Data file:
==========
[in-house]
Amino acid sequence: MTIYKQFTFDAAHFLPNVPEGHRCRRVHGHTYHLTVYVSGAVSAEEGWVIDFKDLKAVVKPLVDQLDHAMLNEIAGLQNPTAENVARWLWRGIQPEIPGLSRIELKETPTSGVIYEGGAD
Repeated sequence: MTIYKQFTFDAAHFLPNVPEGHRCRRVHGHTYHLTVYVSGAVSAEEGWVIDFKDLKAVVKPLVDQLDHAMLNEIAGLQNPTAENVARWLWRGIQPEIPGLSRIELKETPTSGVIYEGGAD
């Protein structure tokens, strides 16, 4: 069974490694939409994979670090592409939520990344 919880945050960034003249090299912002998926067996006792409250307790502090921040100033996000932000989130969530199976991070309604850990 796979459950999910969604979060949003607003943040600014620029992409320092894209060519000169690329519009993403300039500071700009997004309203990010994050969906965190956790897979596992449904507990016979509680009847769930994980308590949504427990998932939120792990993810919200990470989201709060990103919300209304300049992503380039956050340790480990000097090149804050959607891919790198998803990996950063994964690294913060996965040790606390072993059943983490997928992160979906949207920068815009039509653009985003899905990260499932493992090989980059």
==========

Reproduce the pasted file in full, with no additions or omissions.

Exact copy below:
[in-house]
Amino acid sequence: MTIYKQFTFDAAHFLPNVPEGHRCRRVHGHTYHLTVYVSGAVSAEEGWVIDFKDLKAVVKPLVDQLDHAMLNEIAGLQNPTAENVARWLWRGIQPEIPGLSRIELKETPTSGVIYEGGAD
Repeated sequence: MTIYKQFTFDAAHFLPNVPEGHRCRRVHGHTYHLTVYVSGAVSAEEGWVIDFKDLKAVVKPLVDQLDHAMLNEIAGLQNPTAENVARWLWRGIQPEIPGLSRIELKETPTSGVIYEGGAD
């Protein structure tokens, strides 16, 4: 069974490694939409994979670090592409939520990344 919880945050960034003249090299912002998926067996006792409250307790502090921040100033996000932000989130969530199976991070309604850990 796979459950999910969604979060949003607003943040600014620029992409320092894209060519000169690329519009993403300039500071700009997004309203990010994050969906965190956790897979596992449904507990016979509680009847769930994980308590949504427990998932939120792990993810919200990470989201709060990103919300209304300049992503380039956050340790480990000097090149804050959607891919790198998803990996950063994964690294913060996965040790606390072993059943983490997928992160979906949207920068815009039509653009985003899905990260499932493992090989980059």